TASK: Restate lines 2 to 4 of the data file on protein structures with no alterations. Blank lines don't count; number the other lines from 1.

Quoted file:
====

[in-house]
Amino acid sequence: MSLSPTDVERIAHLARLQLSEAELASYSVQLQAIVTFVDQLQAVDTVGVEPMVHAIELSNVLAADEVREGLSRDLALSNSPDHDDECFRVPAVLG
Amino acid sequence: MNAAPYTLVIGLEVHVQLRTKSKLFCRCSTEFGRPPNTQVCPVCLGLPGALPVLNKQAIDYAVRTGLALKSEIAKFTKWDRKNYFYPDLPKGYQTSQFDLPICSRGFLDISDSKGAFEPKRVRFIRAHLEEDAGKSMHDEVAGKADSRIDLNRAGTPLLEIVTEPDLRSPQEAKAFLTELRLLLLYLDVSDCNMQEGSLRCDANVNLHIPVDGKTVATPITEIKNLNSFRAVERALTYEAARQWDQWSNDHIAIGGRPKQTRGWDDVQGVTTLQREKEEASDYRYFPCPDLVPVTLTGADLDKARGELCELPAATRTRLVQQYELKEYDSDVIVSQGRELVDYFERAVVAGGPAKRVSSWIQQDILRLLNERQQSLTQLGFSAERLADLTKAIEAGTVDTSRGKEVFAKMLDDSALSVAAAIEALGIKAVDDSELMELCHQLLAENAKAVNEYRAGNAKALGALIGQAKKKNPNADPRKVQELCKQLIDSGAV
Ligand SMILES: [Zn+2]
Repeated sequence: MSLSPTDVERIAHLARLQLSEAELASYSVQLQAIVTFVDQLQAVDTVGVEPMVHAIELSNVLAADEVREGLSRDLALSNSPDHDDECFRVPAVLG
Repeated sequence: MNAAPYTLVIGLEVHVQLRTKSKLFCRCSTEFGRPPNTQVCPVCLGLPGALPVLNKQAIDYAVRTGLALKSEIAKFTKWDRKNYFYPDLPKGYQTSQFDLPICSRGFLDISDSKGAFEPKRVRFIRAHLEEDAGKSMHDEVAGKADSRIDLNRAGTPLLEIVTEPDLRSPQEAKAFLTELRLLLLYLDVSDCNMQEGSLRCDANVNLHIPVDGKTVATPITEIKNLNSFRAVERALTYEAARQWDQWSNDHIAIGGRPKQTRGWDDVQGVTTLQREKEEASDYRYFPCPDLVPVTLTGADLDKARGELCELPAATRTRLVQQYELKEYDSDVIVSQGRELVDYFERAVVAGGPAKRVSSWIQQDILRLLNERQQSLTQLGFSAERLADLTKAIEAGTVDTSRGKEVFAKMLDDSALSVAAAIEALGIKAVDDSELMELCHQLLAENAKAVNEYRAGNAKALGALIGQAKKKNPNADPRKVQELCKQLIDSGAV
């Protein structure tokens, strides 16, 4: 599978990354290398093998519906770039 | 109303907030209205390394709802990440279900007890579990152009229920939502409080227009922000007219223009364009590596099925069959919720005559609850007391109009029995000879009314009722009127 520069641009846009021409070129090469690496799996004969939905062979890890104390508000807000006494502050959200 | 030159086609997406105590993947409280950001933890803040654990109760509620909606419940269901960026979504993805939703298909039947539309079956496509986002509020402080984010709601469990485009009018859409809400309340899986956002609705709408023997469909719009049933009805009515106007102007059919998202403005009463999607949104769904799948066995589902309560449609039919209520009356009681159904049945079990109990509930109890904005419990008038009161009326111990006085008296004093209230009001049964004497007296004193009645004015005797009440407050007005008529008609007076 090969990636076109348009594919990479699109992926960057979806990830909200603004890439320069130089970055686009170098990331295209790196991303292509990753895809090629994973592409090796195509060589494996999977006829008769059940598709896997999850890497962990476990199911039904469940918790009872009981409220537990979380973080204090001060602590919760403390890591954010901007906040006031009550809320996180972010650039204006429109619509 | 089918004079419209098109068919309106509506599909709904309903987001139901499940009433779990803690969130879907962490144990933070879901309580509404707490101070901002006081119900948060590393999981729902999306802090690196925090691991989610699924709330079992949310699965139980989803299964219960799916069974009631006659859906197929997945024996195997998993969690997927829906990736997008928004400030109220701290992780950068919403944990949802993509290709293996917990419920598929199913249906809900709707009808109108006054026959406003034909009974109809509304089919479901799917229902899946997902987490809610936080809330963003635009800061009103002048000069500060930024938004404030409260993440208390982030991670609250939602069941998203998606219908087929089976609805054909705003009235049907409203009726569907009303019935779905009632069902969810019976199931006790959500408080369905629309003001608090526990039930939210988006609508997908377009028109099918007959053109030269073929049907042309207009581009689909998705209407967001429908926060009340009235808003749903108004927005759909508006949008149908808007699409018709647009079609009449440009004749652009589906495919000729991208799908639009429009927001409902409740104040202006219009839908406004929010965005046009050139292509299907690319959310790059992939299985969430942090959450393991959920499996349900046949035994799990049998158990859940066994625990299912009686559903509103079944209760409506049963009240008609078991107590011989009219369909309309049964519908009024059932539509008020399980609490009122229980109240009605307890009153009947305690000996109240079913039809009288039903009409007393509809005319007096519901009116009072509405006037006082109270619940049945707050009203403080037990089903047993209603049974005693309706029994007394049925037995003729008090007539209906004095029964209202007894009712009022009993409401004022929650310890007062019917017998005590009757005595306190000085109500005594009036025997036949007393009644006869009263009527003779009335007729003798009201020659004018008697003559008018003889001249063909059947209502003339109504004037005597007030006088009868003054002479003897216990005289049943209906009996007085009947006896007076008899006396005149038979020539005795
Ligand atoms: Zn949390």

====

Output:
Amino acid sequence: MSLSPTDVERIAHLARLQLSEAELASYSVQLQAIVTFVDQLQAVDTVGVEPMVHAIELSNVLAADEVREGLSRDLALSNSPDHDDECFRVPAVLG
Amino acid sequence: MNAAPYTLVIGLEVHVQLRTKSKLFCRCSTEFGRPPNTQVCPVCLGLPGALPVLNKQAIDYAVRTGLALKSEIAKFTKWDRKNYFYPDLPKGYQTSQFDLPICSRGFLDISDSKGAFEPKRVRFIRAHLEEDAGKSMHDEVAGKADSRIDLNRAGTPLLEIVTEPDLRSPQEAKAFLTELRLLLLYLDVSDCNMQEGSLRCDANVNLHIPVDGKTVATPITEIKNLNSFRAVERALTYEAARQWDQWSNDHIAIGGRPKQTRGWDDVQGVTTLQREKEEASDYRYFPCPDLVPVTLTGADLDKARGELCELPAATRTRLVQQYELKEYDSDVIVSQGRELVDYFERAVVAGGPAKRVSSWIQQDILRLLNERQQSLTQLGFSAERLADLTKAIEAGTVDTSRGKEVFAKMLDDSALSVAAAIEALGIKAVDDSELMELCHQLLAENAKAVNEYRAGNAKALGALIGQAKKKNPNADPRKVQELCKQLIDSGAV
Ligand SMILES: [Zn+2]